Explaining The “Migrant Wave”

Despite the common belief that migrants only fled war zones, Reader and Social Expert Alisha Holland claimed that migrants were affected by various other factors.

In the light of what happened during the past few years, Reader and Social Expert Alisha Holland presented a lecture last Tuesday on “The Migrant Wave” at the Issam Fares Institute, located at the American University of Beirut.The lecturer explained the reasons and the consequences behind the wave of migrants, and she also corrected some misconceptions people had regarding these migrants.

“[A migrant wave] is a sharp increase in the rate of migration to a given receiving country or a region that then returns to pre-existing levels.” With this quote Holland started her lecture and clarified that migrants are different from refugees. The social expert further explained the three main reasons which caused the migrant waves.

The first and most acknowledged reason of the migrant wave was war and violence. People in war zones such as Syria or Iraq could not afford to think whether they should leave or not. Migrating was their primary option to stay safe. But fleeing at any cost had as well its consequences. Sometimes, the migrants came across smugglers who pretended to help them but brought them illegally to other countries. The second factor is a psychological one known as the Herd behavior. This contagious behavior is caused by the nature of human which tends to always imitate others. Those who had social networks in other countries were more likely to be affected by the Herd behavior, especially if they saw how good the other members were doing there. Past migrations made new ones much easier because people have already found jobs and houses in their new country. The third motive was that people who did not live in conflict zones sought to improve their lives on many levels. These migrants are combined under the movement of secondary migration decisions. These people did their research to find the right opportunity and flee to the new country. The reasons are usually related to economics, and the process of fleeing required thinking, time, and a good social network.

In addition, it might be a common belief to think that migrants were illiterate or uneducated. Holland clarified that migrants from conflict zones were aware of what kind of country they were heading to. The methods used to evaluate the focus groups showed that the migrants in Turkey or Jordan knew with a percentage of 98% who was the Chancellor of Germany. That proved that on the contrary to common beliefs, their level of general knowledge was above average. They knew what was happening and tried to analyze and to understand. This meant that there were political causes of migration related to the International and Migration Politics. Policy changing led to information seeking. Therefore, as Holland claimed “Migrants, thinking about making this choice on which their families’ life is going to depend, will learn about policy and politics.”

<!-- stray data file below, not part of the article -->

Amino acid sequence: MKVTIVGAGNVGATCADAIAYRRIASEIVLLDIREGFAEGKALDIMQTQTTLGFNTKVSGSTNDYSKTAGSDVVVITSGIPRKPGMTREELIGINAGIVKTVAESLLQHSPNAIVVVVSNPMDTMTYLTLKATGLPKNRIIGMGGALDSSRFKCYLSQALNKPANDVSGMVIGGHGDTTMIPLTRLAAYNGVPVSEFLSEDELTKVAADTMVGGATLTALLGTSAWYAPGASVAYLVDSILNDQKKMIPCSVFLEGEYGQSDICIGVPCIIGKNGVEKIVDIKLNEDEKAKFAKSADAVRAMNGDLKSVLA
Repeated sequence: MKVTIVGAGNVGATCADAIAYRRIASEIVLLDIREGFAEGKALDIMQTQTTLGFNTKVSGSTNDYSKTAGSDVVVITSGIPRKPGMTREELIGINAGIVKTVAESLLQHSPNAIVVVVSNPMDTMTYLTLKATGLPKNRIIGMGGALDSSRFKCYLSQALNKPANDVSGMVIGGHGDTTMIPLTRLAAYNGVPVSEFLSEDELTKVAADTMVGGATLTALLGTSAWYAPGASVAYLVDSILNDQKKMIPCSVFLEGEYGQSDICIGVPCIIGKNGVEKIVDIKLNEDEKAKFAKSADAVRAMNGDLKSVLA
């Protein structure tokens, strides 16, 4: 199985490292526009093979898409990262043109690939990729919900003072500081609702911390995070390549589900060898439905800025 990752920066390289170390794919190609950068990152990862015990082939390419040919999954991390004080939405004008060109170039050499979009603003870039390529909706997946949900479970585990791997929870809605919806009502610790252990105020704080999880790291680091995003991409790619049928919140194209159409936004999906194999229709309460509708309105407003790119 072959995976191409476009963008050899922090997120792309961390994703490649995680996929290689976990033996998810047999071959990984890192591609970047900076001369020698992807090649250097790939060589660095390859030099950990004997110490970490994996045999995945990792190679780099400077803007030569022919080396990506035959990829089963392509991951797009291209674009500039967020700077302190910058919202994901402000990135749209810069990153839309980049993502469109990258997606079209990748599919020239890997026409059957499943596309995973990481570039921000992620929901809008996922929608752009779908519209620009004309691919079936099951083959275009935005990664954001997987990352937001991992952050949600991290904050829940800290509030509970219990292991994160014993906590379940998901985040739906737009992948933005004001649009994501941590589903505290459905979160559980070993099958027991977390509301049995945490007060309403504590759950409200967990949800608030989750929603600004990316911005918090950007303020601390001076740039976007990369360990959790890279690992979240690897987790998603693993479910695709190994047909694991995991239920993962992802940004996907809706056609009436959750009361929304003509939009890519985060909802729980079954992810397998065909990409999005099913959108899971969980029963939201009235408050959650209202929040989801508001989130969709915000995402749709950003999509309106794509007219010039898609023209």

The informational dynamics in migration clarified why people only migrate to some places. “people’s incentive to invested information depends on the stakes of the choice that they’re making.”. Migrant policies of certain countries were what drew ways of people who wanted to change their future. Cumulative or chain migrations was manifested when a country saw a rise in the number of migrant coming but no sharp start or sharp end. These movements or decisions also happened in Central America, El Salvador for example, where there was no fighting. The mass movements communities payed attention to the news and to the change of policies. The world witnessed a big spike around September 2015 and then it collapsed. When European policy was changed, people not only from Iraq and Syria, but also from Nigeria and many other countries accelerated their research to migrate.



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